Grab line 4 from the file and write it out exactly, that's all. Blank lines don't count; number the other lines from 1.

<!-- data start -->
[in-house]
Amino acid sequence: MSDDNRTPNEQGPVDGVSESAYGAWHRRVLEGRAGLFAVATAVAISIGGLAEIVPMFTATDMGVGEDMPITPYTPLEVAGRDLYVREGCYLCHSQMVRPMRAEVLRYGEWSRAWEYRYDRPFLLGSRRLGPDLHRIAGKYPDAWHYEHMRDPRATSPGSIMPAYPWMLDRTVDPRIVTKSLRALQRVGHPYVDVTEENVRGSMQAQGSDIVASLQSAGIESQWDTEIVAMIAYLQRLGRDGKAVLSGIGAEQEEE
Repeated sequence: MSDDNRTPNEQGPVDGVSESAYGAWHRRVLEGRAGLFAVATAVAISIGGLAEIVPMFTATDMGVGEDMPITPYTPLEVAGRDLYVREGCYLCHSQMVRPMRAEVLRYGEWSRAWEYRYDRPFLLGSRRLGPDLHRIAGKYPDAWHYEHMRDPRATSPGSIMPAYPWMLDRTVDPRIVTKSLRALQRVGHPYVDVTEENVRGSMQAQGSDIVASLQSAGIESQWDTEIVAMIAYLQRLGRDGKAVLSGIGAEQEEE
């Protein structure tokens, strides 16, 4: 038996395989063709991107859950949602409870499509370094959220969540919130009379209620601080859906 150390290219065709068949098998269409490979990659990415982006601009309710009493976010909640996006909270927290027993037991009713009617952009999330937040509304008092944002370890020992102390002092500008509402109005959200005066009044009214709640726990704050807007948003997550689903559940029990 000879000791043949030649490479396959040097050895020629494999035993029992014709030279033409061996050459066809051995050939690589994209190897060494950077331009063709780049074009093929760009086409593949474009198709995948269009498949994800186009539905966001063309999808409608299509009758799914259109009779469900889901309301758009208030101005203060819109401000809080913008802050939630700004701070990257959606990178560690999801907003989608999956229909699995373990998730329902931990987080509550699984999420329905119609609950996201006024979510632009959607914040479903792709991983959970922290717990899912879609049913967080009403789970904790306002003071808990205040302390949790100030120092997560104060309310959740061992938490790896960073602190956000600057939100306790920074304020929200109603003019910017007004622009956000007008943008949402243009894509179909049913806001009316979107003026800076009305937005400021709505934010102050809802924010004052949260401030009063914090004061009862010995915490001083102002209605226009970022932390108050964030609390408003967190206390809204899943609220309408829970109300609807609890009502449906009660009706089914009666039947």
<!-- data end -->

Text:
């Protein structure tokens, strides 16, 4: 038996395989063709991107859950949602409870499509370094959220969540919130009379209620601080859906 150390290219065709068949098998269409490979990659990415982006601009309710009493976010909640996006909270927290027993037991009713009617952009999330937040509304008092944002370890020992102390002092500008509402109005959200005066009044009214709640726990704050807007948003997550689903559940029990 000879000791043949030649490479396959040097050895020629494999035993029992014709030279033409061996050459066809051995050939690589994209190897060494950077331009063709780049074009093929760009086409593949474009198709995948269009498949994800186009539905966001063309999808409608299509009758799914259109009779469900889901309301758009208030101005203060819109401000809080913008802050939630700004701070990257959606990178560690999801907003989608999956229909699995373990998730329902931990987080509550699984999420329905119609609950996201006024979510632009959607914040479903792709991983959970922290717990899912879609049913967080009403789970904790306002003071808990205040302390949790100030120092997560104060309310959740061992938490790896960073602190956000600057939100306790920074304020929200109603003019910017007004622009956000007008943008949402243009894509179909049913806001009316979107003026800076009305937005400021709505934010102050809802924010004052949260401030009063914090004061009862010995915490001083102002209605226009970022932390108050964030609390408003967190206390809204899943609220309408829970109300609807609890009502449906009660009706089914009666039947």